And the soldiers also mocked him, coming to him, and offering him vinegar,
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EXPOSITORY (ENGLISH BIBLE)Offering him vinegar.—Not even the prayer for their forgiveness had touched the hearts of the soldiers. But still, they knew not what they did, and did but follow, after their nature, in the path in which others led the way. Possibly too, rude as their natures were, there was a touch of rough kindliness mingling in their mockery, as shown in the offer of the vinegar, or sour wine, which they had brought for their own use (see Note on Matthew 27:48)—unless, indeed, we suppose the refinement of cruelty which held it before the eyes of the Sufferer, but did not, as afterwards, convey it to His lips.Matthew 27:41-44.
(See on Joh 19:17-30).See Poole on "Luke 23:34" John 19:29. And the soldiers also mocked him, coming to him, and offering him vinegar,
EXEGETICAL (ORIGINAL LANGUAGES)Luke 23:36. οἱ στρατιῶται, the soldiers; first mention of them, whether there as executioners or as keeping order does not appear in Lk.’s narrative. They too mock in their own rough way, offering the sufferer vinegar by way of grim joke (Meyer). So Lk. understands the matter. Note how he hurries over these brutalities. Cf. Mt. and Mk.36. the soldiers also mocked him] A quaternion of soldiers (John 19:23) with a centurion. Similarly Tacitus says of the Christian martyrs who perished in the Neronian persecution, “pereuntibus addita ludibria” (Ann. xv. 44).
offering him vinegar] It was their duty to watch Him (Matthew 27:36), for sufferers sometimes lingered alive upon the cross for days. It is hardly to be wondered at if, with such a vile example before them as the derision by the Priests and Elders, these provincial or Roman soldiers —men of the lowest class, and “cruel by their wars, to blood inured”— beguiled the tedious hours by the mockery of the Innocent. By the word “mocked” seems to be meant that they lifted up to His lips the vessels containing their ordinary drink—sour wine (posca, John 19:29. Comp. Numbers 6:3; Ruth 2:14)—and then snatched them away. Probably a large earthen jar of posca for the use of these soldiers lay near the foot of the Cross (Psalm 69:21; John 19:29). All these insults took place during the earlier part of the Crucifixion, and before the awful darkness came on.Verse 36. - And the soldiers also mocked him, coming to him, and offering him vinegar. Three times in the Crucifixion scene we find a mention of this vinegar, or the sour wine of the country, the common drink of the soldiers and others, being offered to the Sufferer.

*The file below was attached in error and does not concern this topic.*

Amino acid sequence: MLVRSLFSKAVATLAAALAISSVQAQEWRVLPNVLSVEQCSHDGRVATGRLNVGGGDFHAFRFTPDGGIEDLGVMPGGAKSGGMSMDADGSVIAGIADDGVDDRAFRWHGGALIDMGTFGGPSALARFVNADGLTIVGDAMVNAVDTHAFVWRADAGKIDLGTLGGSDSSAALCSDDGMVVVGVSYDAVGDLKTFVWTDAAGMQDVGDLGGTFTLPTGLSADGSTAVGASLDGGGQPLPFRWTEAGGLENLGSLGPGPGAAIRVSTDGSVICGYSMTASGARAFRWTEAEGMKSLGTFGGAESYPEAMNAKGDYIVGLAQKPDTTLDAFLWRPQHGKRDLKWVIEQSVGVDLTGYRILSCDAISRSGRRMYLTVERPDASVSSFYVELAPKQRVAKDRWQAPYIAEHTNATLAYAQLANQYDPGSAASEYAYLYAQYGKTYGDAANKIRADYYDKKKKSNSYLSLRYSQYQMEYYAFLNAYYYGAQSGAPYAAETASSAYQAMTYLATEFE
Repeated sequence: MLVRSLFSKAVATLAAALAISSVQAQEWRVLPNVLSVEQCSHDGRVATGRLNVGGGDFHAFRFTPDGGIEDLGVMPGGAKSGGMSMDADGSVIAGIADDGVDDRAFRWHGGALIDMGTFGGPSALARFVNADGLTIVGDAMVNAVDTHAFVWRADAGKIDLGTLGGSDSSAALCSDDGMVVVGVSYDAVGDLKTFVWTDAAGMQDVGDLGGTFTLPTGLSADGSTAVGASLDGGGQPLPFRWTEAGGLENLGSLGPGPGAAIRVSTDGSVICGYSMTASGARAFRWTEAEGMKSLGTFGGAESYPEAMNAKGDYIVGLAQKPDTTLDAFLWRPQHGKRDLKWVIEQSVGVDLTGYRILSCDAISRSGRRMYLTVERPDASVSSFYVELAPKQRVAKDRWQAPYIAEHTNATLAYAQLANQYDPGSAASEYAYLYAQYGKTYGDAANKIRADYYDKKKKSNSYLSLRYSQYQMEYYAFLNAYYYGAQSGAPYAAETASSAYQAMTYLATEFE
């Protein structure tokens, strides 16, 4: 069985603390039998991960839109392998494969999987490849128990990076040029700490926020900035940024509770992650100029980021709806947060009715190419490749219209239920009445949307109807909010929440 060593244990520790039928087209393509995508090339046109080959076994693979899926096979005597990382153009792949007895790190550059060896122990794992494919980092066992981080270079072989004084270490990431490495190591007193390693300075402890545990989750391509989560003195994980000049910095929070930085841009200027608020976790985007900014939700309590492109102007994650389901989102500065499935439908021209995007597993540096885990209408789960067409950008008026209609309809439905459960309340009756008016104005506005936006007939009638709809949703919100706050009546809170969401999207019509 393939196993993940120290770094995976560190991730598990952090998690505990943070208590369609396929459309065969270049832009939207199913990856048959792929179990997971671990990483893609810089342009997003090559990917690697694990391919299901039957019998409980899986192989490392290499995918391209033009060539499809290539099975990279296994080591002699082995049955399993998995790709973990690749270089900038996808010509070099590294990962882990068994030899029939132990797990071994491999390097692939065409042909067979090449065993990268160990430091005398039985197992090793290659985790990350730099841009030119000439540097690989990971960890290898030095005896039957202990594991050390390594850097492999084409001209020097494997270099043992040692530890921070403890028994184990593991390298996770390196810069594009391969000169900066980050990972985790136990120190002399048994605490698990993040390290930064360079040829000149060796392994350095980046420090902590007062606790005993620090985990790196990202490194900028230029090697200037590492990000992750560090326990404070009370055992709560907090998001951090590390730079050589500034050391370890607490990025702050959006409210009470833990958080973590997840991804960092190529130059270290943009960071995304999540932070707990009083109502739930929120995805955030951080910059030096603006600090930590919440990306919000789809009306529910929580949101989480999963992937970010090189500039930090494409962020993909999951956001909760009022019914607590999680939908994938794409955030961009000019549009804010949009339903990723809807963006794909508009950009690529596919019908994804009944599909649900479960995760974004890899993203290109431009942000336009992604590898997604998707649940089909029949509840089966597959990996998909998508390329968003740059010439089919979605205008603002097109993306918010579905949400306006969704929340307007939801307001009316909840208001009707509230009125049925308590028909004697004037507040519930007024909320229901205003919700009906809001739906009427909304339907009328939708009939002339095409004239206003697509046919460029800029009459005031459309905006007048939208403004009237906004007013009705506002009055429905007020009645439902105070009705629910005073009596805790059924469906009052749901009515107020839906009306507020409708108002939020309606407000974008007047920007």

(1) Matthew 27:34. This was evidently a draught prepared with narcotics and stupefying drugs, no doubt by some of those compassionate women addressed by him on his way to the cross as "daughters of Jerusalem," a common work of mercy at that time, and one apparently permitted by the guards. This, St. Matthew tells us, "he tasted of," no doubt in courteous recognition of the kindly purpose of the act, but he refused to do more than taste of it. He would not dull the sense of pain, or cloud the clearness of his communion with his Father in that last awful hour.
(2) The second, mentioned here by St. Luke, seems to imply that the soldiers mocked his agony of thirst - one of the tortures induced by crucifixion - by lifting up to his parched, fevered lips, vessels containing their sour wine, and then snatching them hastily away.
(3) The third (John 19:28-30) relates that here the Lord, utterly exhausted, asked for and received this last refreshment, which revived, for a very brief space, his fast failing powers, and gave him strength for his last utterances. The soldiers, perhaps acting under the orders of the compassionate centurion in command, perhaps touched with awe by the brave patience and strange dignity of the dying Lord, did him this last kindly office.
Coming up close to the cross.
See on Matthew 27:34.
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